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Shannon Shimp v. Daniel Paramo

February 11, 2013

SHANNON SHIMP,
PETITIONER,
v.
DANIEL PARAMO, KAMALA HARRIS,
RESPONDENTS.



The opinion of the court was delivered by: Ruben B. BROOKSUnited States Magistrate Judge

ORDER DENYING PETITIONER'S MOTION FOR STAY AND ABEYANCE FILED IN CONJUNCTION WITH PETITION FOR WRIT OF HABEAS CORPUS [ECF NO. 3]

Petitioner Shannon Shimp, a state prisoner proceeding pro se and in forma pauperis, filed a Petition for Writ of Habeas Corpus on June 21, 2012 [ECF Nos. 1, 5].*fn1 There, Petitioner challenges his convictions for vehicular manslaughter on several bases.*fn2 In ground one, he alleges that he is actually innocent. (Id. at 9.) In ground two, he contends that the trial court erred by failing to instruct the jury on excusable homicide. (Id. at 18.) Petitioner asserts, in ground three, that his manslaughter convictions were obtained as a result of prosecutorial misconduct. (Id. at 30.) The fourth claim for relief is that Shimp's trial counsel was ineffective for failing to raise grounds one, two, and three. (Id. at 37.) In ground five of the Petition, he argues that his appellate counsel was ineffective for failing to raise grounds one, two, three, and four. (Id. at 38.) Finally, the sixth claim is that Shimp was wrongfully sentenced because he had "no prior moving violations of any kind." (Id. at 39.)

On the same day that he filed his Petition, Shimp also filed a "Motion for Stay and Abeyance Filed in Conjunction with Petition for Writ of Habeas Corpus" [ECF No. 3]. There, he asks the Court to stay his federal petition while he exhausts five of the aforementioned claims in state court. (Mot. Stay & Abeyance 1-2, ECF No. 3.)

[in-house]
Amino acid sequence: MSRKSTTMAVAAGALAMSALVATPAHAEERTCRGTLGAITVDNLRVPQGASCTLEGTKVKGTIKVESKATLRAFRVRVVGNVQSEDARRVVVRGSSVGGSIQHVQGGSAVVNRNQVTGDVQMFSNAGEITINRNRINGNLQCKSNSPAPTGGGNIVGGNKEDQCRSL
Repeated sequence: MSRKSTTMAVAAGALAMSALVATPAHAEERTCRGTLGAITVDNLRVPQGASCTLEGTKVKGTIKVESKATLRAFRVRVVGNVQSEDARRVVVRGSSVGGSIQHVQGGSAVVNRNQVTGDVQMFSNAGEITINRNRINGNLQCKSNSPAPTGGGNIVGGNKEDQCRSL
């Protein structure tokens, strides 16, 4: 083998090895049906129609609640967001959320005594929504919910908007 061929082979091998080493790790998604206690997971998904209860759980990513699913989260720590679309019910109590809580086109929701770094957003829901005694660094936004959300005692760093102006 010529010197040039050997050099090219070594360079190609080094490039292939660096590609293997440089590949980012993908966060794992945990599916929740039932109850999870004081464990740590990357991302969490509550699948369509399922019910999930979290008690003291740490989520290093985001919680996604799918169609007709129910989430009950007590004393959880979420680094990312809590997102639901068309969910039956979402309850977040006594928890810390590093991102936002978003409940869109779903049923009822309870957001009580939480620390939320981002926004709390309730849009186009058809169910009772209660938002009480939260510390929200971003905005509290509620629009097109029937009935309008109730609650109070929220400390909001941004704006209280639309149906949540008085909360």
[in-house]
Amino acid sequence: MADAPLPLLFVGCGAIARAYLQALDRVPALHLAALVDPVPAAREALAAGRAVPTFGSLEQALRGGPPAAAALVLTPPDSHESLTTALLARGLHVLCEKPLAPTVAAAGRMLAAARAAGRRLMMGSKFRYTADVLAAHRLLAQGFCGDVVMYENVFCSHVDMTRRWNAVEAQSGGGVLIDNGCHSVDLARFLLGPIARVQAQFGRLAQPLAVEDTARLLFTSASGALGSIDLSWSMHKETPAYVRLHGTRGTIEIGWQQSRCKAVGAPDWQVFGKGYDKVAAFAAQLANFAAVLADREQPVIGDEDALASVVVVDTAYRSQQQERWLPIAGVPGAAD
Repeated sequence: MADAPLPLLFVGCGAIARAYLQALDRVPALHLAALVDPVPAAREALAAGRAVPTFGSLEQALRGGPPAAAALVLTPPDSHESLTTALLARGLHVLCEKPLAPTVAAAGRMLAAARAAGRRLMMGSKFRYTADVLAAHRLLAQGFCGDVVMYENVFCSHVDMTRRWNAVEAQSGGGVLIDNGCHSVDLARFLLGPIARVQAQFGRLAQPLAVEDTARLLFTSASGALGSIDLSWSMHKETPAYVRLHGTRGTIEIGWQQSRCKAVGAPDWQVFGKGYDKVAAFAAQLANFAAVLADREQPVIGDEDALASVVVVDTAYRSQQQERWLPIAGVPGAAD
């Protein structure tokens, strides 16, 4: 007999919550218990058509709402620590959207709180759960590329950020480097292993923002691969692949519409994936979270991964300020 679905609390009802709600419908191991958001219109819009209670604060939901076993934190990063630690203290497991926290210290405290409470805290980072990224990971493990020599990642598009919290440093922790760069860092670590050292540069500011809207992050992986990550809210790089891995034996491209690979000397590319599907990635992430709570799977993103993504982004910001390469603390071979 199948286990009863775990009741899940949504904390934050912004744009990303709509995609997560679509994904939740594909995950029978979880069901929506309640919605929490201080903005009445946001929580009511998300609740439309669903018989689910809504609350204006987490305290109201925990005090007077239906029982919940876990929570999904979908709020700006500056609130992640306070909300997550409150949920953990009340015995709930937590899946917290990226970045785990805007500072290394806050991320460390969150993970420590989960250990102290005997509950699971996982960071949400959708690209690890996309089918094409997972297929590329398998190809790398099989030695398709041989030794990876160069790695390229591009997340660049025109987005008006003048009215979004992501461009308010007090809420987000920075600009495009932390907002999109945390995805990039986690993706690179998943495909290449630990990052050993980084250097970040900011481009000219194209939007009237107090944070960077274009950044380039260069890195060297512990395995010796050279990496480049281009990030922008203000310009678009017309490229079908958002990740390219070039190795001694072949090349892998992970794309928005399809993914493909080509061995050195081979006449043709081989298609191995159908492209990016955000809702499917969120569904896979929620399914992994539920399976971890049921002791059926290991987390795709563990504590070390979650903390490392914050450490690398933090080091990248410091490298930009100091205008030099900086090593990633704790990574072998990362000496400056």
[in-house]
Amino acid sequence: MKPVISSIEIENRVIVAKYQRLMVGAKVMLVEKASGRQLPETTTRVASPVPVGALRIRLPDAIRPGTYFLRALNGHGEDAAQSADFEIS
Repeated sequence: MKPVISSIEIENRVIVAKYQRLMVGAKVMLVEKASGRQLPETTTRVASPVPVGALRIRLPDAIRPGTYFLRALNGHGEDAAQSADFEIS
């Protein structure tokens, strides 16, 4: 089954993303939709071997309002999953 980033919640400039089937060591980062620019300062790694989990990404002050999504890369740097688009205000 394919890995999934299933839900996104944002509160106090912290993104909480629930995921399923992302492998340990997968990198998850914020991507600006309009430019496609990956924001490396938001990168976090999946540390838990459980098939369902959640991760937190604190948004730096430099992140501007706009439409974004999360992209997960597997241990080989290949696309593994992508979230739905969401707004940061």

On June 26, 2012, the Court issued an order setting a briefing schedule for the motion to stay [ECF No. 6]. The Court cautioned that in Petitioner's Motion for Stay, he had "not presented any facts in an attempt to demonstrate good cause for his failure to timely exhaust his state court remedies." (Order Setting Briefing Schedule 3, ECF No. 6.) Shimp was given three weeks, until July 17, 2012, to file supplemental briefing to cure these deficiencies. (Id.) Respondents were also ordered to file any response to the motion by August 7, 2012. (Id.)

Neither Petitioner nor Respondents filed a response. On September 14, 2012, the Court held a status conference for Respondents to address why they failed to address Shimp's Motion for Stay. (Mins., Sept. 14, 2012, ECF No. 9.) As a result of the hearing, the Court extended the deadline for Respondents Paramo and Harris to file a response; Petitioner was also given an extension to file a reply. (Id.)